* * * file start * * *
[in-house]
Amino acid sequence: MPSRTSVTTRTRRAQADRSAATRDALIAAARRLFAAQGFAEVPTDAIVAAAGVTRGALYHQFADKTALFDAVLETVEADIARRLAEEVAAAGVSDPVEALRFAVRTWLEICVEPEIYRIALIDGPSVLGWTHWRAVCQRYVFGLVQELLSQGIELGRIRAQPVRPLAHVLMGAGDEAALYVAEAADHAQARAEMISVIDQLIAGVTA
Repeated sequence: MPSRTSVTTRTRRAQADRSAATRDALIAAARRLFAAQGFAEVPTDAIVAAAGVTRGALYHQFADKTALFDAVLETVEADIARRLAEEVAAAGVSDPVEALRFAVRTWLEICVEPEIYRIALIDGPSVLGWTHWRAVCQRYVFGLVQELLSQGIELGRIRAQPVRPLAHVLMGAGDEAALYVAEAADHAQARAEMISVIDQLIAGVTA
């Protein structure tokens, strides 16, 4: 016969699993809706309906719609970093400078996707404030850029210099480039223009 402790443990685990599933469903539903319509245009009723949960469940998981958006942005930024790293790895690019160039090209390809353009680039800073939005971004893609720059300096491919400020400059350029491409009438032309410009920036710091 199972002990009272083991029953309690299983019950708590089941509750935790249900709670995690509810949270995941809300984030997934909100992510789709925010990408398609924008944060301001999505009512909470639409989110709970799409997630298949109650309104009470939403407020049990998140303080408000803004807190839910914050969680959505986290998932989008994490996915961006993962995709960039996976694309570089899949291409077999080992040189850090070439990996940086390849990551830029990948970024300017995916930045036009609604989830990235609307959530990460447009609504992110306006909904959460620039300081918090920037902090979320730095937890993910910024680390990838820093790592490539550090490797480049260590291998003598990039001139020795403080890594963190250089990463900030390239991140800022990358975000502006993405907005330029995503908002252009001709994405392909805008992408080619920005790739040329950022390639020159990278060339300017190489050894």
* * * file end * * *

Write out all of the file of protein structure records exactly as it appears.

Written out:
[in-house]
Amino acid sequence: MPSRTSVTTRTRRAQADRSAATRDALIAAARRLFAAQGFAEVPTDAIVAAAGVTRGALYHQFADKTALFDAVLETVEADIARRLAEEVAAAGVSDPVEALRFAVRTWLEICVEPEIYRIALIDGPSVLGWTHWRAVCQRYVFGLVQELLSQGIELGRIRAQPVRPLAHVLMGAGDEAALYVAEAADHAQARAEMISVIDQLIAGVTA
Repeated sequence: MPSRTSVTTRTRRAQADRSAATRDALIAAARRLFAAQGFAEVPTDAIVAAAGVTRGALYHQFADKTALFDAVLETVEADIARRLAEEVAAAGVSDPVEALRFAVRTWLEICVEPEIYRIALIDGPSVLGWTHWRAVCQRYVFGLVQELLSQGIELGRIRAQPVRPLAHVLMGAGDEAALYVAEAADHAQARAEMISVIDQLIAGVTA
């Protein structure tokens, strides 16, 4: 016969699993809706309906719609970093400078996707404030850029210099480039223009 402790443990685990599933469903539903319509245009009723949960469940998981958006942005930024790293790895690019160039090209390809353009680039800073939005971004893609720059300096491919400020400059350029491409009438032309410009920036710091 199972002990009272083991029953309690299983019950708590089941509750935790249900709670995690509810949270995941809300984030997934909100992510789709925010990408398609924008944060301001999505009512909470639409989110709970799409997630298949109650309104009470939403407020049990998140303080408000803004807190839910914050969680959505986290998932989008994490996915961006993962995709960039996976694309570089899949291409077999080992040189850090070439990996940086390849990551830029990948970024300017995916930045036009609604989830990235609307959530990460447009609504992110306006909904959460620039300081918090920037902090979320730095937890993910910024680390990838820093790592490539550090490797480049260590291998003598990039001139020795403080890594963190250089990463900030390239991140800022990358975000502006993405907005330029995503908002252009001709994405392909805008992408080619920005790739040329950022390639020159990278060339300017190489050894």